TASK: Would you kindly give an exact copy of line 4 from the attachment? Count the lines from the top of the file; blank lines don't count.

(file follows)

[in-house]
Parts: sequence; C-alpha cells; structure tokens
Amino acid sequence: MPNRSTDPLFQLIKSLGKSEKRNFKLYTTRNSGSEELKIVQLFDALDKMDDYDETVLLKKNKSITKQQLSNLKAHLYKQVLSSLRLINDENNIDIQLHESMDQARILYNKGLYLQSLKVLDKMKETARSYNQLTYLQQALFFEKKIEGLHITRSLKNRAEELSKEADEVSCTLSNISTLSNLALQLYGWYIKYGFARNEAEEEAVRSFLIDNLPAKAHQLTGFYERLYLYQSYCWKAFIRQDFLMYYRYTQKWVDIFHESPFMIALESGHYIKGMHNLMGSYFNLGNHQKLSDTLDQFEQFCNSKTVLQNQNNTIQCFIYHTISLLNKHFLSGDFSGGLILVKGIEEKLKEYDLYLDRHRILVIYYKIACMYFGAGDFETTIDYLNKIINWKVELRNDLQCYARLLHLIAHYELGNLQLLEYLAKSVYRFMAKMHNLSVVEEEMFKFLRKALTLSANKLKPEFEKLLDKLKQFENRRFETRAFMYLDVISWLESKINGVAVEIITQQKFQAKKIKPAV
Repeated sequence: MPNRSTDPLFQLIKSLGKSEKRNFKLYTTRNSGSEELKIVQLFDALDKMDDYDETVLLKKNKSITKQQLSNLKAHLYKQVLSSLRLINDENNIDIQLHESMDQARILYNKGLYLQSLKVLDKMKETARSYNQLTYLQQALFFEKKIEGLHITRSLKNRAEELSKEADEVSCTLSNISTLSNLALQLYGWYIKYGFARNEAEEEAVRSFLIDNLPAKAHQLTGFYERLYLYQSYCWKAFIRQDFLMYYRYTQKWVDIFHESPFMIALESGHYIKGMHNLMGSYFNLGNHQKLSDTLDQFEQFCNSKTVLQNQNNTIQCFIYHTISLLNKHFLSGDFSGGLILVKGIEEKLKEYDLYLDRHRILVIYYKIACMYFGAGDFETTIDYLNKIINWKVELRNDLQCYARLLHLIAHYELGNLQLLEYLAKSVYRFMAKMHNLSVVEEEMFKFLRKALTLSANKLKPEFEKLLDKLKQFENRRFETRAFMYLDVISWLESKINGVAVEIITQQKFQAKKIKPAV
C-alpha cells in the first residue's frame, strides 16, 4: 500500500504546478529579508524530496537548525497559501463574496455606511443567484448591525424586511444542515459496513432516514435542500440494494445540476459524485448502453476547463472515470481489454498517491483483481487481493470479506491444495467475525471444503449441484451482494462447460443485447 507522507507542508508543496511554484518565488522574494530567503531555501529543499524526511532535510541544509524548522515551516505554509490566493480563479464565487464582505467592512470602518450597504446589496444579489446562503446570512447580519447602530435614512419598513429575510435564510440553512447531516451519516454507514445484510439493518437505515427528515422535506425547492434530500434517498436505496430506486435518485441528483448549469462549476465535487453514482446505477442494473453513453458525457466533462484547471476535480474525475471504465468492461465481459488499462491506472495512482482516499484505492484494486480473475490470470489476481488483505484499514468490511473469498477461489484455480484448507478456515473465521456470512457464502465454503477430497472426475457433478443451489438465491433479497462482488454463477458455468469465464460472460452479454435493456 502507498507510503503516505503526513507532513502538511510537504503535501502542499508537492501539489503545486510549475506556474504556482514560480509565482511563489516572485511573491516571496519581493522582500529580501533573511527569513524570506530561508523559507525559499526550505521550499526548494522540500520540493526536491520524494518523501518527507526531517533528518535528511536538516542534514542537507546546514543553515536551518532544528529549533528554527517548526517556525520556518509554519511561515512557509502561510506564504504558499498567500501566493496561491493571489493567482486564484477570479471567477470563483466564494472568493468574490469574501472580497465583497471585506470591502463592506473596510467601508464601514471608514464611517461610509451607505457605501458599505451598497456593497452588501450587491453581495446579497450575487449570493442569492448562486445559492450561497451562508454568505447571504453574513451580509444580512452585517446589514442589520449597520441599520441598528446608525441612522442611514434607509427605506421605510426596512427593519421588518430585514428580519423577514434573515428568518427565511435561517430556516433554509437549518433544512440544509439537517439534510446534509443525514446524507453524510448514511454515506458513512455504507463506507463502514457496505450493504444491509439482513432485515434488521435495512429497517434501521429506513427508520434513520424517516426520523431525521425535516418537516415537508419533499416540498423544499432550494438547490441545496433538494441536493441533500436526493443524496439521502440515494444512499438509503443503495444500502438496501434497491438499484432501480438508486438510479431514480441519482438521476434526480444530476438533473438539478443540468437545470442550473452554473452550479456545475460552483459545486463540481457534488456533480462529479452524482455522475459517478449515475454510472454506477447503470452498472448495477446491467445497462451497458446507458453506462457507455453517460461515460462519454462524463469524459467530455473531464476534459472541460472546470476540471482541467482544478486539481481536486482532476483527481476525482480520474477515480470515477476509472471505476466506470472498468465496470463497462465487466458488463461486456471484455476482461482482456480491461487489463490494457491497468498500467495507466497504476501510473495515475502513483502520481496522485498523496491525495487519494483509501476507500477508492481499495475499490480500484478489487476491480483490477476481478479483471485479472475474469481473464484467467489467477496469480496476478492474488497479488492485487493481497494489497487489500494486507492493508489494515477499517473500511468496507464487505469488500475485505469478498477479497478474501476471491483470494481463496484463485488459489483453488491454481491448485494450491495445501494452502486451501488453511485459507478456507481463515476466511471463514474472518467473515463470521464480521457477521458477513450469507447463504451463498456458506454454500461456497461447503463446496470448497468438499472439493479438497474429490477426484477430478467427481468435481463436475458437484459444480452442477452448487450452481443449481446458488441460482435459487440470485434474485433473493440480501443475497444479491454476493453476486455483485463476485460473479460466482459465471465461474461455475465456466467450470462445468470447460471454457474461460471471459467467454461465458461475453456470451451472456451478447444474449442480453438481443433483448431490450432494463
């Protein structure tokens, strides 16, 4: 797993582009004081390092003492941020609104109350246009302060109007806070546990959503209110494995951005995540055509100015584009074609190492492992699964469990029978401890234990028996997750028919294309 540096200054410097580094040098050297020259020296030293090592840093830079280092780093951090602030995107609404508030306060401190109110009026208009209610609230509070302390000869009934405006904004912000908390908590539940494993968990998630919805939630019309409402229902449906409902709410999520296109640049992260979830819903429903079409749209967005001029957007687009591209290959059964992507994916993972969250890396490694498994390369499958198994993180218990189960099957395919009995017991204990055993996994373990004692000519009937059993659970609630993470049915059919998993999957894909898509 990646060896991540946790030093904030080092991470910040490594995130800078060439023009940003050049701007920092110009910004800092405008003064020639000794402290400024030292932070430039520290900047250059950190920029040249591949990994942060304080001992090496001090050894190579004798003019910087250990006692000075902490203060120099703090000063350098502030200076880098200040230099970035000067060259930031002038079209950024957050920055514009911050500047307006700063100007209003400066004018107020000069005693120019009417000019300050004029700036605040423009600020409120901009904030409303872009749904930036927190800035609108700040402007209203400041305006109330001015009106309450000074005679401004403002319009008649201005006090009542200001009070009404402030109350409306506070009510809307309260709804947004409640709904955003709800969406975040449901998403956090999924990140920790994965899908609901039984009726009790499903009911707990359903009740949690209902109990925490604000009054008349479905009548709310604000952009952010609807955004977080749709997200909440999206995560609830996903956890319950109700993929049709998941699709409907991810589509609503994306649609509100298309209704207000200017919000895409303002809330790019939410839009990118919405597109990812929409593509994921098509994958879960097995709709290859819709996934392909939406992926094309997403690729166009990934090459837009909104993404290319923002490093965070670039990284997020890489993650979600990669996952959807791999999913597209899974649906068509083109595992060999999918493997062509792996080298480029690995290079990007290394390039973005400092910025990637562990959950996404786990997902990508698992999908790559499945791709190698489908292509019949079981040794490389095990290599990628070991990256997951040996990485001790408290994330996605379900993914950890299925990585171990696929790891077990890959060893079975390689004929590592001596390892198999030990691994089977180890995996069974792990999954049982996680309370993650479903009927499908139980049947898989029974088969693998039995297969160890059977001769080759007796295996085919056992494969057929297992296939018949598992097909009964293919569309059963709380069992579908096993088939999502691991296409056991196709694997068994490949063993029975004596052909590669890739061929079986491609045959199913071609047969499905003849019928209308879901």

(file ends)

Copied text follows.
Repeated sequence: MPNRSTDPLFQLIKSLGKSEKRNFKLYTTRNSGSEELKIVQLFDALDKMDDYDETVLLKKNKSITKQQLSNLKAHLYKQVLSSLRLINDENNIDIQLHESMDQARILYNKGLYLQSLKVLDKMKETARSYNQLTYLQQALFFEKKIEGLHITRSLKNRAEELSKEADEVSCTLSNISTLSNLALQLYGWYIKYGFARNEAEEEAVRSFLIDNLPAKAHQLTGFYERLYLYQSYCWKAFIRQDFLMYYRYTQKWVDIFHESPFMIALESGHYIKGMHNLMGSYFNLGNHQKLSDTLDQFEQFCNSKTVLQNQNNTIQCFIYHTISLLNKHFLSGDFSGGLILVKGIEEKLKEYDLYLDRHRILVIYYKIACMYFGAGDFETTIDYLNKIINWKVELRNDLQCYARLLHLIAHYELGNLQLLEYLAKSVYRFMAKMHNLSVVEEEMFKFLRKALTLSANKLKPEFEKLLDKLKQFENRRFETRAFMYLDVISWLESKINGVAVEIITQQKFQAKKIKPAV